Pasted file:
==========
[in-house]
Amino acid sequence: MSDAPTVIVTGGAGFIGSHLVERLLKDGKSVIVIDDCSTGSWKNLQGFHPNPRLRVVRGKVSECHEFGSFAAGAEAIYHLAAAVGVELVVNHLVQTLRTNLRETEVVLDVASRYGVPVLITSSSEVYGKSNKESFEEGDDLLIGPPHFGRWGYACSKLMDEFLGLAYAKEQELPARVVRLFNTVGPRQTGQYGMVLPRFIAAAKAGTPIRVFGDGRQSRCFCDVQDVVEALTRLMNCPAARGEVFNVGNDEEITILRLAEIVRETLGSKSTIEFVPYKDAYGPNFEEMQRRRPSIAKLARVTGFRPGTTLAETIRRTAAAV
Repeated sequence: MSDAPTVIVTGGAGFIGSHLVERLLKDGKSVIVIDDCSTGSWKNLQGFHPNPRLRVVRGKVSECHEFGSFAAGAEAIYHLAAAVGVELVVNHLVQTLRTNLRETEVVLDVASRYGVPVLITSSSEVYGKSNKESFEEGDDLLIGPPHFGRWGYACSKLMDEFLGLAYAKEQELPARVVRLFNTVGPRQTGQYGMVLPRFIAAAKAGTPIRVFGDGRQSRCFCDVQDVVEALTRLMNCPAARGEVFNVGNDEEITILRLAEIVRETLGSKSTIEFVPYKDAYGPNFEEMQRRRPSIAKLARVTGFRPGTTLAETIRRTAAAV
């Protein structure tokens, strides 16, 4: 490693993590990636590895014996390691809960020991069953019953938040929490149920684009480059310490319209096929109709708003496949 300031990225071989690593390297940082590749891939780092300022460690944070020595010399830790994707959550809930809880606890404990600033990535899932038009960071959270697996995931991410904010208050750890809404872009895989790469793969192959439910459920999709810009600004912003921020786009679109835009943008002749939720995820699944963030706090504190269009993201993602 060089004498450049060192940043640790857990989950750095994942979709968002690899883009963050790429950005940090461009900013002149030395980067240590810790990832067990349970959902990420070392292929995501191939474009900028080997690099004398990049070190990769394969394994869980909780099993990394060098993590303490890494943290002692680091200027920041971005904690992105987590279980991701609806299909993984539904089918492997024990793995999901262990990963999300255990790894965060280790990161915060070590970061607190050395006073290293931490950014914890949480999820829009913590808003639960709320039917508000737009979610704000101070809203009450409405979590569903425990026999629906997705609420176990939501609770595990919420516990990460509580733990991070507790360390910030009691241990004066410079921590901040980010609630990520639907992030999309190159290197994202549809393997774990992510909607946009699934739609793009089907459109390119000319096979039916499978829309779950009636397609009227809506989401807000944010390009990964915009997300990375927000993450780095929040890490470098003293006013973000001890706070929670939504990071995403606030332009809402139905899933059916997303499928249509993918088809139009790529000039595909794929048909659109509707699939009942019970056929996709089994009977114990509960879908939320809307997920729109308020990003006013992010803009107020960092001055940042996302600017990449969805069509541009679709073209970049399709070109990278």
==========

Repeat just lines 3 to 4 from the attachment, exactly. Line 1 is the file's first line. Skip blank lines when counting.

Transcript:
Repeated sequence: MSDAPTVIVTGGAGFIGSHLVERLLKDGKSVIVIDDCSTGSWKNLQGFHPNPRLRVVRGKVSECHEFGSFAAGAEAIYHLAAAVGVELVVNHLVQTLRTNLRETEVVLDVASRYGVPVLITSSSEVYGKSNKESFEEGDDLLIGPPHFGRWGYACSKLMDEFLGLAYAKEQELPARVVRLFNTVGPRQTGQYGMVLPRFIAAAKAGTPIRVFGDGRQSRCFCDVQDVVEALTRLMNCPAARGEVFNVGNDEEITILRLAEIVRETLGSKSTIEFVPYKDAYGPNFEEMQRRRPSIAKLARVTGFRPGTTLAETIRRTAAAV
């Protein structure tokens, strides 16, 4: 490693993590990636590895014996390691809960020991069953019953938040929490149920684009480059310490319209096929109709708003496949 300031990225071989690593390297940082590749891939780092300022460690944070020595010399830790994707959550809930809880606890404990600033990535899932038009960071959270697996995931991410904010208050750890809404872009895989790469793969192959439910459920999709810009600004912003921020786009679109835009943008002749939720995820699944963030706090504190269009993201993602 060089004498450049060192940043640790857990989950750095994942979709968002690899883009963050790429950005940090461009900013002149030395980067240590810790990832067990349970959902990420070392292929995501191939474009900028080997690099004398990049070190990769394969394994869980909780099993990394060098993590303490890494943290002692680091200027920041971005904690992105987590279980991701609806299909993984539904089918492997024990793995999901262990990963999300255990790894965060280790990161915060070590970061607190050395006073290293931490950014914890949480999820829009913590808003639960709320039917508000737009979610704000101070809203009450409405979590569903425990026999629906997705609420176990939501609770595990919420516990990460509580733990991070507790360390910030009691241990004066410079921590901040980010609630990520639907992030999309190159290197994202549809393997774990992510909607946009699934739609793009089907459109390119000319096979039916499978829309779950009636397609009227809506989401807000944010390009990964915009997300990375927000993450780095929040890490470098003293006013973000001890706070929670939504990071995403606030332009809402139905899933059916997303499928249509993918088809139009790529000039595909794929048909659109509707699939009942019970056929996709089994009977114990509960879908939320809307997920729109308020990003006013992010803009107020960092001055940042996302600017990449969805069509541009679709073209970049399709070109990278």